In a nor’easter, your home’s first line of defense is its roof. When it’s time to replace the asphalt shingles, can you save money and install new ones right over the old?
John Lojek, commissioner of inspectional services in Newton, said Massachusetts Building Code doesn’t directly address the question of a “go-over.’’ It says there can be no more than two layers of shingles on a roof, Lojek said.
“Obviously, if the shingles are badly curled and brittle, you don’t want to install a new layer right over them,’’ Lojek said. “And the shingles have to be installed according to manufacturer’s instructions.’’
(Help Desk: Lessons we learned while shopping for a new roof.)
Sean Green, president of Storm Works Roofing & Restoration in Belmont, said nailing new shingles over old ones will void most manufacturers’ warranties.
“I always recommend stripping old roofs before installing a new one,’’ Green said. “You want to inspect the decking and re-nail or replace it where you need to. It’s also the only way you can install the paper and ice and water shield.’’ The paper underlayment and ice and water shield are crucial to preventing ice dam leaks.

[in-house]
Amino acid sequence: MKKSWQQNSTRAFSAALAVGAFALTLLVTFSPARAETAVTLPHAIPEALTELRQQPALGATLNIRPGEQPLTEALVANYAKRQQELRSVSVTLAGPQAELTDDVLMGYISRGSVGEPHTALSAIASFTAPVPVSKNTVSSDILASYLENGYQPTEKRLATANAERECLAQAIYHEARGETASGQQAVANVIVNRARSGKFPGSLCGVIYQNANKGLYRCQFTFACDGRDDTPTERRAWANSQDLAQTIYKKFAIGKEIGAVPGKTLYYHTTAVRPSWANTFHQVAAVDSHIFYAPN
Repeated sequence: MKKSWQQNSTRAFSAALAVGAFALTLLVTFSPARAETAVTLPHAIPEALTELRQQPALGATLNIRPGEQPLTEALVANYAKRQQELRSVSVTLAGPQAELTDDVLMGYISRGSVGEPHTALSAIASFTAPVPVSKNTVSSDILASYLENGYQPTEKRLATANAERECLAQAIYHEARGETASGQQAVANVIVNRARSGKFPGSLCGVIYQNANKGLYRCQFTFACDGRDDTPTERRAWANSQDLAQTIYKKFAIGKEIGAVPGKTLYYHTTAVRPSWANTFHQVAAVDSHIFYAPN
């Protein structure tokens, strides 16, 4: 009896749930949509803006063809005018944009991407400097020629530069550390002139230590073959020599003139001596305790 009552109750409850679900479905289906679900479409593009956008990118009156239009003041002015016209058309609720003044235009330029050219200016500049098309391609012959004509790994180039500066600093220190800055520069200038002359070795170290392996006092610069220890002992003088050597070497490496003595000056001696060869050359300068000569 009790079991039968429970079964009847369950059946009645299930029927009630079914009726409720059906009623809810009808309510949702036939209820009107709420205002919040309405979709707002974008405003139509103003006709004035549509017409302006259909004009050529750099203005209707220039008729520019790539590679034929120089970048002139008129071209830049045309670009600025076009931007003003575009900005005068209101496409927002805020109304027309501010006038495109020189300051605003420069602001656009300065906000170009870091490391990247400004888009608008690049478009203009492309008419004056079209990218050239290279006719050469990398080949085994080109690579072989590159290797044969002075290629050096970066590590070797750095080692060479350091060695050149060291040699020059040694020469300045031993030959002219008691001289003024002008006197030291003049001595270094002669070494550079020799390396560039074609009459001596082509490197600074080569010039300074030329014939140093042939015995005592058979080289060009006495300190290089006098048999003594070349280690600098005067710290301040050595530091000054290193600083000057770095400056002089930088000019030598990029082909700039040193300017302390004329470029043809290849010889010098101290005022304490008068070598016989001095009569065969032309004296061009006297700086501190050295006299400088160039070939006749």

Green said go-overs add a lot of weight to the roof. The additional shingles also absorb more heat, which wears the new shingles faster than if they were installed directly on the wood sheathing.
He said go-overs were more common when three-tab shingles were used. Today’s architectural shingles wouldn’t allow a go-over to lay flat, leaving them susceptible to being blown off in a storm, he said.
Many homeowners used to opt for a go-over to save the cost of stripping and disposing of the old shingles — around $5 to $7 per square foot today, said Steve Johnson, a partner at Roof Hub in Boston. A typical roof in this area is roughly 1,500 square feet, so the savings would be significant.
“It is never advisable to shingle over existing shingles,’’ Johnson said. “We do not offer a go-over as a service because it can’t be warrantied.’’